The fitting has a contact socket inserted in the outer sleeve and making contact with contacts extending, for example, from the insert. These contacts may be individual fingers which, for example, consist of tangentially extending vanes establishing a circle for contact making larger than the diameter of the insert. The fitting has a cylindrical inner surface which these contact vanes engage for that purpose.

Additionally, an insulative annulus is provided in the socket, and the inner conductor of the coaxial cable is made to project through that annulus for external connection. The socket element is either flanged or releasably connected to the outer sleeve.

DESCRIPTION OF THE DRAWINGS

While the specification concludes with claims particularly pointing out and distinctly claiming the subject matter which is regarded as the invention, it is believed that the invention, the objects and features of the invention and further objects, features and advantages thereof will be better understood from the following description taken in connection with the accompanying drawings in which:

FIG. 1 is a longitudinal section through a high frequency cable with a slipped on fitting in accordance with an example of the preferred embodiment of the present invention;

FIG. 2 is a section along line 2--2 in FIG. 1; and

FIG. 3 is a section view similar to FIG. 1, but with clamped on fitting.

Proceeding now to the detailed description of the drawings, FIG. 1 illustrates a high frequency cable with an inner conductor 2, an outer conductor 3, an outer plastic jacket 4 and a dielectric filler and spacer 1.

A fitting is provided and includes an outer sleeve 5 with a connector head or socket element 6 terminating in a plug or socket proper (not shown) to the right of the drawing. The head 6 is connected to sleeve 5 in that the latter has a flanged end or head 7 beaded around an edge of element 6. Alternatively a releasable e.g. threaded connection may be provided for.

An axially slotted clamping sleeve, insert or collet 8 is received by sleeve 5. The slot may extend axially all the way through, but that is not essential in principle. A short bridge 81 may provide contiguous circumferential configuration because only the front end of insert 8 has to be of variable diameter. In such a case multiple slots axial slots can be provided, all extending from the left hand axial end of insert 8 but not all the way through.

Insert or collet 8 has a clamping cone 9 on one end, and tangentially extending integral but twisted vanes 10, resulting from providing axial slots in insert 8 and twisting and straightening the resulting vanes into a tangential orientation. The vanes 10 serve as contact elements, i.e. contact fingers and engage an inner, cylindrical surface 6a of socket element 6, from the inside and in resilient engagement therewith, to provide electrical connection and contact making relation therewith. The insert 8 may be axially displaced over a limited range without causing interruption of the electric circuit connection to stationary socket 6.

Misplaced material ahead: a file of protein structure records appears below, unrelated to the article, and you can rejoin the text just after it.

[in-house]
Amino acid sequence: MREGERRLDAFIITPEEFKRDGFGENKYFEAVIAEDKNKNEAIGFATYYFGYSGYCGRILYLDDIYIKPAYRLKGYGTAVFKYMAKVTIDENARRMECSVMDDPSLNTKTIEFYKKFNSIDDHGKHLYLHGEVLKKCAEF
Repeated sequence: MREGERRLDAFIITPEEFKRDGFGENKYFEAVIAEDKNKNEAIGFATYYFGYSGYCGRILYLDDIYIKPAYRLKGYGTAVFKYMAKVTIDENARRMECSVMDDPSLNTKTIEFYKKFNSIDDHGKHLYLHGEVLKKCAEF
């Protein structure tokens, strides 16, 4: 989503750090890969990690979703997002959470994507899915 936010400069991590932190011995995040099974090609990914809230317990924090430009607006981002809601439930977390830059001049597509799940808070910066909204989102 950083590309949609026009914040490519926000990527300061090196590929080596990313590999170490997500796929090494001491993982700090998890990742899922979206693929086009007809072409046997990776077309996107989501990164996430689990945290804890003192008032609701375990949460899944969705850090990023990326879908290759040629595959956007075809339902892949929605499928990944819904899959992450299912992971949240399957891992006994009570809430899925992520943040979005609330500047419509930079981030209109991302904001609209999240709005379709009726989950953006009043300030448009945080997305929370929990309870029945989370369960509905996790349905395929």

The inside of insert 8 is serrated or provided with grooves or other surface roughness for increasing friction when seated on conductor 3. This way insert 8 is frictionally held on conductor 3 and makes positive contact therewith. Therefor, positive electrical connection is provided between socket 6 and conductor 3.

The front end of insert 8 is provided with a conical head 9. Cone 9 is wedged against a conical taper 13 inside of sleeve 5. Conical surface of head 9 and taper 13 constitute interacting control surfaces. A spring 12 sits on sleeve 8 and bears against the inner axial end of socket 6 as well as against a rear end shoulder 11 of cone 9, thereby urging cone 9 against inside cone 13 of sleeve 5.

The conical contour of interacting elements 9/13 in combination with the axial slot of clamping sleeve or insert 8 (penetrating also cone 9) translate the axial force of spring 12 into a radial force as between sleeve 5 and insert 8, tending to contract insert 8 radially so that the insert is clamped around and against outer conductor 3 of the cable. Thus, the resilient bias as provided by spring 12, when effective, provides for clamping action in that the cone/ taper interface converts the axial spring force into a radial contraction of slotted insert 8 which is effective as clamp-force when the insert sits e.g. on a cable end as illustrated.

It should be noted that sleeve or insert 8 is per se, axially movable inside of sleeve 5, but inserted spring 12 provides for definite disposition of clamping insert 8 in sleeve 5. The parts 5, 6, 8 and 12 thus constitute a subassembly, which cannot be taken apart due to flanging of part 6 and 7 on the one hand, and the taper 13 on the other hand.